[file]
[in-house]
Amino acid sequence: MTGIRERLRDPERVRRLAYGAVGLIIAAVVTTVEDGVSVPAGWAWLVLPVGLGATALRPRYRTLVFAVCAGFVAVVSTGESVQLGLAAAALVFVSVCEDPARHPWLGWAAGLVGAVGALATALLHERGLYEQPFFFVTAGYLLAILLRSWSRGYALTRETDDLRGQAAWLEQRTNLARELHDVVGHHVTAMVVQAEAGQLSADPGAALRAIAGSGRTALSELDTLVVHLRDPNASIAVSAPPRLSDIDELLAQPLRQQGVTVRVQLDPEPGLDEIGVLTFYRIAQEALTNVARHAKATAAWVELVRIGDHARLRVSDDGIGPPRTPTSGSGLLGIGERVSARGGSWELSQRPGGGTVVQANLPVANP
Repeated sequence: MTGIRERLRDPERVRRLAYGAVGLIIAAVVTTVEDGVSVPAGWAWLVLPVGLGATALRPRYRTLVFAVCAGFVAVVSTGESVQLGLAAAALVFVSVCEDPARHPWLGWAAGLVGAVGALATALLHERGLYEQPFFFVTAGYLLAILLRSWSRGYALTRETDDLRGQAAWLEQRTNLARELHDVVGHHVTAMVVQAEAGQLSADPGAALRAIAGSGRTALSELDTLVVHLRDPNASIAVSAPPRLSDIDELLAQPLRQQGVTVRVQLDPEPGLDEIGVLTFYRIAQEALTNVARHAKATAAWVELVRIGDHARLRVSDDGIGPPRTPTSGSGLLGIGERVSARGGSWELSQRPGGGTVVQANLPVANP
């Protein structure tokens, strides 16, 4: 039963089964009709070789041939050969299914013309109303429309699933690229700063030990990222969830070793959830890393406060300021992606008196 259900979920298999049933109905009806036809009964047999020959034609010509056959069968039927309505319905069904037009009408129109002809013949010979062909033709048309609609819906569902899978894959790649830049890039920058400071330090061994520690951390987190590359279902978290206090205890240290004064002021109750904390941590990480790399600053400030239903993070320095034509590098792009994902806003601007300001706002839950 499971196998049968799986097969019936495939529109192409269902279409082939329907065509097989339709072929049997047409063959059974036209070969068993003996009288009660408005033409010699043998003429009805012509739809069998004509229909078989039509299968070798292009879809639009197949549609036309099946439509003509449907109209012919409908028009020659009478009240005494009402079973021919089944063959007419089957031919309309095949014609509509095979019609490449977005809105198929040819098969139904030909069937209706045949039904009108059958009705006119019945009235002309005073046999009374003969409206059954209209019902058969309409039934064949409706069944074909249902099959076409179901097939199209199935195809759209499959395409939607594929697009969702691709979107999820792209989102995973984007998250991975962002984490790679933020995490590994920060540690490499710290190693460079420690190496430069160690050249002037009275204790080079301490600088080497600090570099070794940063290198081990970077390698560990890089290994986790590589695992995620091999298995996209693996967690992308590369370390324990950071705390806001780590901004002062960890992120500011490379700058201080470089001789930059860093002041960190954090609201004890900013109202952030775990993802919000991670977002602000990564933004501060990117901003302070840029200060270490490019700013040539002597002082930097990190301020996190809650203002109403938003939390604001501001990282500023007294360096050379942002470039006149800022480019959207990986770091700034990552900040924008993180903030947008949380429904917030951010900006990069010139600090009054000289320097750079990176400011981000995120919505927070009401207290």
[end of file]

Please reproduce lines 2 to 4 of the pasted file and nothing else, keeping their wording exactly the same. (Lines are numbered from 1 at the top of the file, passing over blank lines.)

Amino acid sequence: MTGIRERLRDPERVRRLAYGAVGLIIAAVVTTVEDGVSVPAGWAWLVLPVGLGATALRPRYRTLVFAVCAGFVAVVSTGESVQLGLAAAALVFVSVCEDPARHPWLGWAAGLVGAVGALATALLHERGLYEQPFFFVTAGYLLAILLRSWSRGYALTRETDDLRGQAAWLEQRTNLARELHDVVGHHVTAMVVQAEAGQLSADPGAALRAIAGSGRTALSELDTLVVHLRDPNASIAVSAPPRLSDIDELLAQPLRQQGVTVRVQLDPEPGLDEIGVLTFYRIAQEALTNVARHAKATAAWVELVRIGDHARLRVSDDGIGPPRTPTSGSGLLGIGERVSARGGSWELSQRPGGGTVVQANLPVANP
Repeated sequence: MTGIRERLRDPERVRRLAYGAVGLIIAAVVTTVEDGVSVPAGWAWLVLPVGLGATALRPRYRTLVFAVCAGFVAVVSTGESVQLGLAAAALVFVSVCEDPARHPWLGWAAGLVGAVGALATALLHERGLYEQPFFFVTAGYLLAILLRSWSRGYALTRETDDLRGQAAWLEQRTNLARELHDVVGHHVTAMVVQAEAGQLSADPGAALRAIAGSGRTALSELDTLVVHLRDPNASIAVSAPPRLSDIDELLAQPLRQQGVTVRVQLDPEPGLDEIGVLTFYRIAQEALTNVARHAKATAAWVELVRIGDHARLRVSDDGIGPPRTPTSGSGLLGIGERVSARGGSWELSQRPGGGTVVQANLPVANP
């Protein structure tokens, strides 16, 4: 039963089964009709070789041939050969299914013309109303429309699933690229700063030990990222969830070793959830890393406060300021992606008196 259900979920298999049933109905009806036809009964047999020959034609010509056959069968039927309505319905069904037009009408129109002809013949010979062909033709048309609609819906569902899978894959790649830049890039920058400071330090061994520690951390987190590359279902978290206090205890240290004064002021109750904390941590990480790399600053400030239903993070320095034509590098792009994902806003601007300001706002839950 499971196998049968799986097969019936495939529109192409269902279409082939329907065509097989339709072929049997047409063959059974036209070969068993003996009288009660408005033409010699043998003429009805012509739809069998004509229909078989039509299968070798292009879809639009197949549609036309099946439509003509449907109209012919409908028009020659009478009240005494009402079973021919089944063959007419089957031919309309095949014609509509095979019609490449977005809105198929040819098969139904030909069937209706045949039904009108059958009705006119019945009235002309005073046999009374003969409206059954209209019902058969309409039934064949409706069944074909249902099959076409179901097939199209199935195809759209499959395409939607594929697009969702691709979107999820792209989102995973984007998250991975962002984490790679933020995490590994920060540690490499710290190693460079420690190496430069160690050249002037009275204790080079301490600088080497600090570099070794940063290198081990970077390698560990890089290994986790590589695992995620091999298995996209693996967690992308590369370390324990950071705390806001780590901004002062960890992120500011490379700058201080470089001789930059860093002041960190954090609201004890900013109202952030775990993802919000991670977002602000990564933004501060990117901003302070840029200060270490490019700013040539002597002082930097990190301020996190809650203002109403938003939390604001501001990282500023007294360096050379942002470039006149800022480019959207990986770091700034990552900040924008993180903030947008949380429904917030951010900006990069010139600090009054000289320097750079990176400011981000995120919505927070009401207290």